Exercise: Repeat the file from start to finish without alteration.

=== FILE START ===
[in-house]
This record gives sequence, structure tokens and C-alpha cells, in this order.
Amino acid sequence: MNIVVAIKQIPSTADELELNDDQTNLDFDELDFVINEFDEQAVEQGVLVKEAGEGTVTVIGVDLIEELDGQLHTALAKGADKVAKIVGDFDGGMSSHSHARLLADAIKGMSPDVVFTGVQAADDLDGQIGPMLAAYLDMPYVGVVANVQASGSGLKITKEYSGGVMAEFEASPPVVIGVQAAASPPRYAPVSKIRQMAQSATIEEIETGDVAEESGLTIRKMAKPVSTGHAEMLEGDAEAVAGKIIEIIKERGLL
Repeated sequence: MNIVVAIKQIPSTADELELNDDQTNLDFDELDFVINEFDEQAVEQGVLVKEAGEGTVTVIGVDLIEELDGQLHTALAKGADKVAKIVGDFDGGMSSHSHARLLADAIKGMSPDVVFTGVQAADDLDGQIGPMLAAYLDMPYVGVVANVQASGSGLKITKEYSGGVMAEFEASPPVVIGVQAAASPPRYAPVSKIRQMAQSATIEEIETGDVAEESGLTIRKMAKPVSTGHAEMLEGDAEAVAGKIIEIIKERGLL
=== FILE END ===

[in-house]
This record gives sequence, structure tokens and C-alpha cells, in this order.
Amino acid sequence: MNIVVAIKQIPSTADELELNDDQTNLDFDELDFVINEFDEQAVEQGVLVKEAGEGTVTVIGVDLIEELDGQLHTALAKGADKVAKIVGDFDGGMSSHSHARLLADAIKGMSPDVVFTGVQAADDLDGQIGPMLAAYLDMPYVGVVANVQASGSGLKITKEYSGGVMAEFEASPPVVIGVQAAASPPRYAPVSKIRQMAQSATIEEIETGDVAEESGLTIRKMAKPVSTGHAEMLEGDAEAVAGKIIEIIKERGLL
Repeated sequence: MNIVVAIKQIPSTADELELNDDQTNLDFDELDFVINEFDEQAVEQGVLVKEAGEGTVTVIGVDLIEELDGQLHTALAKGADKVAKIVGDFDGGMSSHSHARLLADAIKGMSPDVVFTGVQAADDLDGQIGPMLAAYLDMPYVGVVANVQASGSGLKITKEYSGGVMAEFEASPPVVIGVQAAASPPRYAPVSKIRQMAQSATIEEIETGDVAEESGLTIRKMAKPVSTGHAEMLEGDAEAVAGKIIEIIKERGLL